In the last three weeks, the Post Entry Audit (PEA) Group of the Bureau of Customs (BoC) has reportedly issued numerous Audit Notification Letters (ANLs) addressed to major importers in various industries (e.g. garments and textile, automotive, pharmaceutical, food, steel, consumer goods and other major importing industries).It will be remembered that the law on Post Entry Audit or Republic Act No. 9135 was enacted as early as June 2001.
Prior to the issuance of ANLs, customs has not conducted a customs compliance audit on any company. The main reason for this is that the necessary infrastructure to implement the law was only completed late last year.
Specifically, the members of the PEA group, appointed during the last quarter of 2003, had to undergo various technical training here and abroad.
During the first quarter of 2004, PEAG members started profiling of prospective auditees. Obviously, the group has finalized its short list of auditees and has now issued the corresponding ANLs for the unlucky importers and customs brokers. Post Entry Audit – A Review. Republic Act No. 9135 (RA 9135) took effect on June 2, 2001. Thereafter, the Department of Finance (DoF) issued the rules and regulations (Customs Administrative Order No. 5-2001) to effectively implement RA 9135. CAO 5-2001 took effect on December 14, 2001. The Post Entry Audit (PEA) system is an international best practice aimed at increasing trade facilitation, encouraging voluntary disclosures, reducing incidence of fraud and protecting government revenues. Also known as the Customs Compliance Audit, it provides a control mechanism for customs to verify the correct payment of taxes and duties after the goods are cleared from customs.
Under the law, customs may visit the company and conduct an audit of the import and business records kept. A finding of underpayment of taxes and duties arising from negligence or fraud will likely result in very stiff administrative fines and/or criminal prosecution. In addition, the law and implementing rules require that specific information and business process documents relating to the import activities be kept at the companies’ premises within a period of 3 years from the date of the filing of the import entry. Failure to keep records or to give customs access to said records would result in separate administrative fines and/or criminal prosecution.
What Happens in a Customs Audit? The implementing guidelines issued by the BoC, specifically Customs Memorandum Order No. 2002, provide the following operational process in the conduct of a customs compliance audit:
- Audit Selection using a Risk Management Approach
- Profiling and Information Analysis
- Audit Notification
- Audit Preparation / Audit Plan
- Pre-Audit Conference with Auditee
- Conduct of Audit Proper – Field Audit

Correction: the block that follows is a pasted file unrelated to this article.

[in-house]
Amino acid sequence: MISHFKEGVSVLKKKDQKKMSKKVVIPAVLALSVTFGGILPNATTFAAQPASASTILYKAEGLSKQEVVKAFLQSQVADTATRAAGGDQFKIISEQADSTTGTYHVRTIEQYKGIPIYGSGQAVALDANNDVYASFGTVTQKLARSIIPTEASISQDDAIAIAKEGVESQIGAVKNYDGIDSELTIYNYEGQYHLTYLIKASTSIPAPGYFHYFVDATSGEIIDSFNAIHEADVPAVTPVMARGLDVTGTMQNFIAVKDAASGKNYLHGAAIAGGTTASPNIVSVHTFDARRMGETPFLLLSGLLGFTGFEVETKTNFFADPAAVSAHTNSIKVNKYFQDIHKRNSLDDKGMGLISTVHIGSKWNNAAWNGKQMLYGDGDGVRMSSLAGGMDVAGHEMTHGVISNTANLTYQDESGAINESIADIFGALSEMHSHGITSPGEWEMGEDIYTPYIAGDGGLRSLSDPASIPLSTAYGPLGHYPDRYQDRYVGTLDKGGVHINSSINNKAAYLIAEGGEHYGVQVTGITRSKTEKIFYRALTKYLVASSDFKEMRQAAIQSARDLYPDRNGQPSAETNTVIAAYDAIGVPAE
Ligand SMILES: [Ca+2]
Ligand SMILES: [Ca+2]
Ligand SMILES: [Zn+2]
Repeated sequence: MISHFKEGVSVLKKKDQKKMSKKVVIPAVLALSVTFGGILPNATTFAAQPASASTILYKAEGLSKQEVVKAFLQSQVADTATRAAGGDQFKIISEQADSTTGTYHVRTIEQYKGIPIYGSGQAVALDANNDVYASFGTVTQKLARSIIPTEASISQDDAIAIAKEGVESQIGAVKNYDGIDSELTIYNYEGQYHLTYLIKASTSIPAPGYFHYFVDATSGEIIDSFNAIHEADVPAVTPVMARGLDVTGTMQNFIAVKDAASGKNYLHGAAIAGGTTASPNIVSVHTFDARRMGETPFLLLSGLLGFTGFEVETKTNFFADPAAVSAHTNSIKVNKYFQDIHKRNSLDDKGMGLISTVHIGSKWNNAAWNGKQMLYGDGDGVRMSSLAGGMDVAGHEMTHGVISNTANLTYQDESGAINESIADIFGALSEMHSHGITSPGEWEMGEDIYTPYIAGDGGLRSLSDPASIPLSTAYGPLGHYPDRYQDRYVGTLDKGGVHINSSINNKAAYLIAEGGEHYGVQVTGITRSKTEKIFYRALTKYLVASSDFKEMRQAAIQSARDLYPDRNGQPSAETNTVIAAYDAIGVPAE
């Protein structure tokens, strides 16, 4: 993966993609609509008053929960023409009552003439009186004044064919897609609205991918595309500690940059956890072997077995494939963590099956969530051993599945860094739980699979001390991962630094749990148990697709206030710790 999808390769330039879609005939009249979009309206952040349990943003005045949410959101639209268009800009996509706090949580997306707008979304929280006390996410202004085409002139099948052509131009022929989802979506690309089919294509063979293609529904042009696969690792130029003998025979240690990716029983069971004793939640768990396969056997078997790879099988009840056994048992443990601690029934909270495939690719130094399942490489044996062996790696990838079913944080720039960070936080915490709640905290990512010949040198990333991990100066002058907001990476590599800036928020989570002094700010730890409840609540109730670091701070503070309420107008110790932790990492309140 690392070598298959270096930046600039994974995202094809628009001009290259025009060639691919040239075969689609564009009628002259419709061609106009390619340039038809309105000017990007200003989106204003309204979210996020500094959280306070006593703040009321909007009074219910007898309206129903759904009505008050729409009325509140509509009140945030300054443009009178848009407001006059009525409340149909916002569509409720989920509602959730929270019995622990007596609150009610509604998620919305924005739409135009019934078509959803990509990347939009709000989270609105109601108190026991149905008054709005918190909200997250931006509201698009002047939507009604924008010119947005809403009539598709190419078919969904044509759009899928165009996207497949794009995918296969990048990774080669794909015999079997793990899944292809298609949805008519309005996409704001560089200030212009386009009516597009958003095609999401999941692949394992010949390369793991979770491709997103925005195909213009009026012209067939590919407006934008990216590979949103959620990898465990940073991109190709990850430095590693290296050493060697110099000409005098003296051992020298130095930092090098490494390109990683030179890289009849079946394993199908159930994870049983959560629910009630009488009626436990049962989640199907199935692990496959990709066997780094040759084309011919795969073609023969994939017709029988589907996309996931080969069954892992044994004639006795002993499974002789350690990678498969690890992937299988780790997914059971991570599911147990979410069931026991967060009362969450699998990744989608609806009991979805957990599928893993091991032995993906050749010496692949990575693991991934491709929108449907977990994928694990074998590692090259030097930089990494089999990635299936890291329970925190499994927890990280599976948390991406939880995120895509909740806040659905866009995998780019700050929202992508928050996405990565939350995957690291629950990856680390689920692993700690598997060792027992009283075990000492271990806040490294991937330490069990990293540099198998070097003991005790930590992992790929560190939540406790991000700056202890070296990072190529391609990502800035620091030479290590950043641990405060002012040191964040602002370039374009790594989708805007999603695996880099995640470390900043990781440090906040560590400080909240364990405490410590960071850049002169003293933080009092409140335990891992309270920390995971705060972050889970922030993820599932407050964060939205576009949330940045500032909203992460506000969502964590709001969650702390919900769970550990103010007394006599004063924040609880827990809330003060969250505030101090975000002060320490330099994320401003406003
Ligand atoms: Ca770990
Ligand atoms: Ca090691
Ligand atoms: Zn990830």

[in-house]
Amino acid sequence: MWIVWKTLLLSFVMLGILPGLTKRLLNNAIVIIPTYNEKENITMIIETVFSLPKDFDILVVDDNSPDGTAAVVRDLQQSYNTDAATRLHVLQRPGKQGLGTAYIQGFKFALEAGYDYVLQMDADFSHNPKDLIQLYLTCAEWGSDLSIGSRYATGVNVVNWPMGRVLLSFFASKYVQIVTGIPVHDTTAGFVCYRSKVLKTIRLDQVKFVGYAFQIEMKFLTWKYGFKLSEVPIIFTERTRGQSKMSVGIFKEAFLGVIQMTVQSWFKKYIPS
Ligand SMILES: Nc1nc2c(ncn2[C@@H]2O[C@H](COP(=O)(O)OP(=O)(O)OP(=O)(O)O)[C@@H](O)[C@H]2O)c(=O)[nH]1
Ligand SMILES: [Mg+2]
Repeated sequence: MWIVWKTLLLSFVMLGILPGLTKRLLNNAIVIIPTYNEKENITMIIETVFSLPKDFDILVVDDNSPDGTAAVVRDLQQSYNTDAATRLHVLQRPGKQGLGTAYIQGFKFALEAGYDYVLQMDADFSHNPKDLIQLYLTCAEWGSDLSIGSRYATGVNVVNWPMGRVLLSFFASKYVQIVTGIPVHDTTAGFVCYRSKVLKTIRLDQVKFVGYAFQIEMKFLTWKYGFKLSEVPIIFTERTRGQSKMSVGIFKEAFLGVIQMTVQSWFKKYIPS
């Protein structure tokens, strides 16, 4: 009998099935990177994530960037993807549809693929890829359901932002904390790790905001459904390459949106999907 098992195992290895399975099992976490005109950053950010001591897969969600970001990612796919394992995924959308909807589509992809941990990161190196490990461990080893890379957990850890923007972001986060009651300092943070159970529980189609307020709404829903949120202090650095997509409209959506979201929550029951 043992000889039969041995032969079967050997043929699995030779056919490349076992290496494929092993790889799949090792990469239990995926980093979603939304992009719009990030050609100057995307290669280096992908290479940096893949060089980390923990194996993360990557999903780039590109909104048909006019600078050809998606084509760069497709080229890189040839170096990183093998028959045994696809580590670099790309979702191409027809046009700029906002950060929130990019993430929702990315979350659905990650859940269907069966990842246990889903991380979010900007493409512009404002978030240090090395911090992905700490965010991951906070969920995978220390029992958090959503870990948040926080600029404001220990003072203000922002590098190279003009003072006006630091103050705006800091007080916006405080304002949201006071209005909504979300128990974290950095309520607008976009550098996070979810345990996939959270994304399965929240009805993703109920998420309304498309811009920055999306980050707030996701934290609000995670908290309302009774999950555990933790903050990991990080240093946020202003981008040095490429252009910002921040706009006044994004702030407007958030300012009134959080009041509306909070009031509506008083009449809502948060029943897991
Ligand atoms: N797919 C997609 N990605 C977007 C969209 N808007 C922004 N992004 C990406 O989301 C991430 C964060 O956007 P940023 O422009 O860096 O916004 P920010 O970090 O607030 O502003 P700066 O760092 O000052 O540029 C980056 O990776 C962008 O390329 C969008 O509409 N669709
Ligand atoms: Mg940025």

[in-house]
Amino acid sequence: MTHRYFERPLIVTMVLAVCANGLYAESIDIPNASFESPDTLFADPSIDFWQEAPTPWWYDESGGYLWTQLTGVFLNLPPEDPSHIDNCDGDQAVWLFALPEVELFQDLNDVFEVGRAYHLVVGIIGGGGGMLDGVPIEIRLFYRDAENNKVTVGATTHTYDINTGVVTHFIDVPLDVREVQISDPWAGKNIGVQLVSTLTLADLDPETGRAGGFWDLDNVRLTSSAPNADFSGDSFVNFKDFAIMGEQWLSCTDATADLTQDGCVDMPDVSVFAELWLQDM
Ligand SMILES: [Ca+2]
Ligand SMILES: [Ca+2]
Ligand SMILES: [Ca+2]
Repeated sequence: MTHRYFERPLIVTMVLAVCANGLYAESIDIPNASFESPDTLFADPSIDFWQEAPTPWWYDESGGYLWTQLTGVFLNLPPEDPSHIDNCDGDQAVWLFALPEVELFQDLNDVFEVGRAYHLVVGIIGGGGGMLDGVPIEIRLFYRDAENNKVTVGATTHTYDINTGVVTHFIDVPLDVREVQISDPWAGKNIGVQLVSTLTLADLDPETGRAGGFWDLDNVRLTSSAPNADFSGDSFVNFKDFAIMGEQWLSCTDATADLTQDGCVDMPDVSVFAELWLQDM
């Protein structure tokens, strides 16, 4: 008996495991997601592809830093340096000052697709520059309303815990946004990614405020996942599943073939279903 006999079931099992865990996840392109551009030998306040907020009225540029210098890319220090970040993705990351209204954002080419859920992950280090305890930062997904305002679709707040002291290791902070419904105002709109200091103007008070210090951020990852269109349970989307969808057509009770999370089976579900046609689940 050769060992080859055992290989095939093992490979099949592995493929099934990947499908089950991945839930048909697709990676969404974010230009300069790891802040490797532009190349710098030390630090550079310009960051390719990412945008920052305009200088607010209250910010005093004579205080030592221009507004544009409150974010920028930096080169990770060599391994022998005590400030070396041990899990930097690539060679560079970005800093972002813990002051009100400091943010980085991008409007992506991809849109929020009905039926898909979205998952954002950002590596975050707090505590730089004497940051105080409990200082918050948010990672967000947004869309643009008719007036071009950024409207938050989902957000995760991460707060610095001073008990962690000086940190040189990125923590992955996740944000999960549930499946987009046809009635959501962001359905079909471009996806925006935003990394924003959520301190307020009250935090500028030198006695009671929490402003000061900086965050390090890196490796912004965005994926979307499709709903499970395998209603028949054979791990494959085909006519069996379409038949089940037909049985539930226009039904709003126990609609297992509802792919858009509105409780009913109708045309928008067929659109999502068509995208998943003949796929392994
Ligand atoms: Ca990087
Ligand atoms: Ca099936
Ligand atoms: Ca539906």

- Exit Conference
- Audit Reporting
- Audit Monitoring and Implementation
The issuance of an ANL will generally involve the receipt of the following documents:
- A Letter from the Customs Commissioner informing the importer of the conduct of a customs compliance audit and the date of the pre-audit conference;
- Demand Letter for Submission of Records together with an attached List of Records and Documents to be presented to customs (Note: Failure to present the documents upon second demand will make the import subject to penalties under Section 3610, TCCP, as amended by RA 9135); and
- General Customs Questionnaire
Possible Audit Issues – What to Expect. The general issues that may be looked at during the audit will initially involve the following:
- Audit readiness of company records;
- Consistency of import VAT payments with BIR VAT declarations; and
- Beneficial ownership of locally purchased imported goods.
Once a general sampling is made on the company’s records, the customs auditors will likely review the following specific concerns:
- Customs Declaration Process / Customs Broker Practices;
- Customs Value Information
- Customs Classification and Product Description
- Quantity and Inventory Flow
- Licensing, Marking and Country of Origin
This is the first time that customs will be conducting customs compliance audits and many companies are nervously awaiting the conduct of the audits. Based on the practices of many companies and considering that customs management has normally been outsourced to customs brokers, most importers have no idea as to their level of compliance. For those companies that have not conducted a due diligence review of trading activities prior to the audit, they will be facing in the next months the uncertainty of customs possibly finding non-compliant issues in their business operations.
An international trade and customs consultant and licensed customs broker, the author is a Fellow at WTI.PH and a Partner of DLUGMS Law Office. Please contact firstname.lastname@example.org or (632) 4050021 / 29 for your comments.